From inspiring music to vibrant paintings, Latino art has influenced American society through a range of creative art forms. 

Latino Musicians

Many music legends are part of the Latino community. Latin music has had a long presence in the United States and has brought many unique sounds and styles that are widely popular, like salsa and reggaeton. From rock to hip hop, Latino musicians have transcended boundaries and often showcase traditional Latin rhythms and sounds in their music. Latino musicians who have left a mark on pop culture include:

Click to expand image Portraiit of young Willie Colón standing sideways and looking at the camera. He is wearing a collar shirt and a blazer.
Willie Colón. National Portrait Gallery, Smithsonian Institution. © 1986, ADÁL
Willie Colón

An artist central to creating New York’s Salsa music style in the 1970s, Willie Colón is a musical pioneer. Known for his skilled trombone playing, Colón is also a talented composer, arranger, singer, and much more. His music brings together many different cultures and styles to create his signature sound.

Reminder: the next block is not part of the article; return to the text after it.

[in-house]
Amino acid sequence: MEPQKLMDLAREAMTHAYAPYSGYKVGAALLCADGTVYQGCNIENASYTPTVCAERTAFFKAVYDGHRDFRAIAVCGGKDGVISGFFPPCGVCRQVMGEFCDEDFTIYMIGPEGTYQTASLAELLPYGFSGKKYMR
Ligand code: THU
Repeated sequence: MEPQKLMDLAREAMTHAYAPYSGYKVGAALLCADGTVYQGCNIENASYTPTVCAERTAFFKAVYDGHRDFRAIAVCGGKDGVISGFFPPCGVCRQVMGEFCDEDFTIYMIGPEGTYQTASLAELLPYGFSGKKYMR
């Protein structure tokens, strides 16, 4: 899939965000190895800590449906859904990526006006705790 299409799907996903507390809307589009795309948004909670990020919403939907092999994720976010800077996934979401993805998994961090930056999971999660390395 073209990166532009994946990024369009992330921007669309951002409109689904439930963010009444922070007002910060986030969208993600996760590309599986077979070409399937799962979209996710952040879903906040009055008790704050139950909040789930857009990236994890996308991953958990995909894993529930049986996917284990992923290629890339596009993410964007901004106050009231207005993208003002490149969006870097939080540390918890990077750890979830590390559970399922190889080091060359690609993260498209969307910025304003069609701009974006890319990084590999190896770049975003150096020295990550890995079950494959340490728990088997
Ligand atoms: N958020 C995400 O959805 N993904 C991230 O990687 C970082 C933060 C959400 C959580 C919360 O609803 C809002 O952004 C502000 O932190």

Click to expand image Selena Quintanilla performing on stage wearing a black leather jacket, black satin bustier, tight pants and boots.
Selena by Al Rendon. National Museum of American History.

Known as the “Queen of Tejano,” Selena was instrumental in opening doors for future generations of Latino musicians. She began performing Tejano music with her Mexican-American family at a very young age. In 1994, she became the first Tejano artist to win a Grammy. Despite her untimely end, Selena had a very accomplished career that continues to inspire generations of musicians and fans.
Click to expand image Portrait of singer Pitbul standing and extending his hands down and wide open.
Armando Christian Peréz (Pitbull). National Portrait Gallery, Smithsonian Institution. © 2010 Timothy Greenfield-Sanders